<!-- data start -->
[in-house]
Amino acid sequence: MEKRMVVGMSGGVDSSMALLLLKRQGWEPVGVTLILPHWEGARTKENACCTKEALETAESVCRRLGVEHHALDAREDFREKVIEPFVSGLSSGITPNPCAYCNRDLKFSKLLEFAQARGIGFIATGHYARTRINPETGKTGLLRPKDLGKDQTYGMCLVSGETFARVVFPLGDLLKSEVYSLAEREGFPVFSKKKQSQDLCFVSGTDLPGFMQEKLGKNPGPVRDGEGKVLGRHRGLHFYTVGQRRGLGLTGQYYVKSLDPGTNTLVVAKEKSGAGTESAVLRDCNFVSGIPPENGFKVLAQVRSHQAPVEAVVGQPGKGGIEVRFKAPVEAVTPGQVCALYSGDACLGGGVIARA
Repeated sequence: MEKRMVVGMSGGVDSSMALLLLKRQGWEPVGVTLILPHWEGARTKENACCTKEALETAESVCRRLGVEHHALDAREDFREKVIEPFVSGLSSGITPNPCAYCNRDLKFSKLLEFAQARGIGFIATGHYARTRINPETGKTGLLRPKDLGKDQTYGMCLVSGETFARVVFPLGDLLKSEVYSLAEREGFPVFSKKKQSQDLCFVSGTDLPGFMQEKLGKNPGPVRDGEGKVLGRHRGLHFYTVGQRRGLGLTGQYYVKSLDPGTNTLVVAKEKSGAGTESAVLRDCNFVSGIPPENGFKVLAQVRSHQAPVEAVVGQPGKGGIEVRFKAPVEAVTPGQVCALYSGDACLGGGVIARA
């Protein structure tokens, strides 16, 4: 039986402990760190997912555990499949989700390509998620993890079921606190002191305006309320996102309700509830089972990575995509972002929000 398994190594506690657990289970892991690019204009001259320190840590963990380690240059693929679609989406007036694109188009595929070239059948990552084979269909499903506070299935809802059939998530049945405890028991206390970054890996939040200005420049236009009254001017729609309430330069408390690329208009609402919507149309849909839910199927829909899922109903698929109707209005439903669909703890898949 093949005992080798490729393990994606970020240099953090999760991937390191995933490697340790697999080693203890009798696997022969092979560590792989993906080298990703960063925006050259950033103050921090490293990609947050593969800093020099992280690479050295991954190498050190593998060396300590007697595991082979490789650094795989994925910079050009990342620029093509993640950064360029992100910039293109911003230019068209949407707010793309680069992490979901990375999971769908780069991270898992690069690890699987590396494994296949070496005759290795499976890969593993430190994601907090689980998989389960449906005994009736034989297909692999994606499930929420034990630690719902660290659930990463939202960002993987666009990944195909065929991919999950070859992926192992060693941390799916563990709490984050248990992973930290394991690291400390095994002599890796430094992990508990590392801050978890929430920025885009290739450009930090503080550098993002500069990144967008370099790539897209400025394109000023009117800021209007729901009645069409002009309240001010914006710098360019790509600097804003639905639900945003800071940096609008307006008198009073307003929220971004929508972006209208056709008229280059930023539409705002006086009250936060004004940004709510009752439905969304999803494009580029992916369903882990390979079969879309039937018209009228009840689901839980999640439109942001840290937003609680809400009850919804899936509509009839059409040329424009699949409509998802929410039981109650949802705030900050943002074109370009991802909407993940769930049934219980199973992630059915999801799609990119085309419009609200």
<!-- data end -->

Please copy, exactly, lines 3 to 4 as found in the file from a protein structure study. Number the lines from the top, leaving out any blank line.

Repeated sequence: MEKRMVVGMSGGVDSSMALLLLKRQGWEPVGVTLILPHWEGARTKENACCTKEALETAESVCRRLGVEHHALDAREDFREKVIEPFVSGLSSGITPNPCAYCNRDLKFSKLLEFAQARGIGFIATGHYARTRINPETGKTGLLRPKDLGKDQTYGMCLVSGETFARVVFPLGDLLKSEVYSLAEREGFPVFSKKKQSQDLCFVSGTDLPGFMQEKLGKNPGPVRDGEGKVLGRHRGLHFYTVGQRRGLGLTGQYYVKSLDPGTNTLVVAKEKSGAGTESAVLRDCNFVSGIPPENGFKVLAQVRSHQAPVEAVVGQPGKGGIEVRFKAPVEAVTPGQVCALYSGDACLGGGVIARA
């Protein structure tokens, strides 16, 4: 039986402990760190997912555990499949989700390509998620993890079921606190002191305006309320996102309700509830089972990575995509972002929000 398994190594506690657990289970892991690019204009001259320190840590963990380690240059693929679609989406007036694109188009595929070239059948990552084979269909499903506070299935809802059939998530049945405890028991206390970054890996939040200005420049236009009254001017729609309430330069408390690329208009609402919507149309849909839910199927829909899922109903698929109707209005439903669909703890898949 093949005992080798490729393990994606970020240099953090999760991937390191995933490697340790697999080693203890009798696997022969092979560590792989993906080298990703960063925006050259950033103050921090490293990609947050593969800093020099992280690479050295991954190498050190593998060396300590007697595991082979490789650094795989994925910079050009990342620029093509993640950064360029992100910039293109911003230019068209949407707010793309680069992490979901990375999971769908780069991270898992690069690890699987590396494994296949070496005759290795499976890969593993430190994601907090689980998989389960449906005994009736034989297909692999994606499930929420034990630690719902660290659930990463939202960002993987666009990944195909065929991919999950070859992926192992060693941390799916563990709490984050248990992973930290394991690291400390095994002599890796430094992990508990590392801050978890929430920025885009290739450009930090503080550098993002500069990144967008370099790539897209400025394109000023009117800021209007729901009645069409002009309240001010914006710098360019790509600097804003639905639900945003800071940096609008307006008198009073307003929220971004929508972006209208056709008229280059930023539409705002006086009250936060004004940004709510009752439905969304999803494009580029992916369903882990390979079969879309039937018209009228009840689901839980999640439109942001840290937003609680809400009850919804899936509509009839059409040329424009699949409509998802929410039981109650949802705030900050943002074109370009991802909407993940769930049934219980199973992630059915999801799609990119085309419009609200």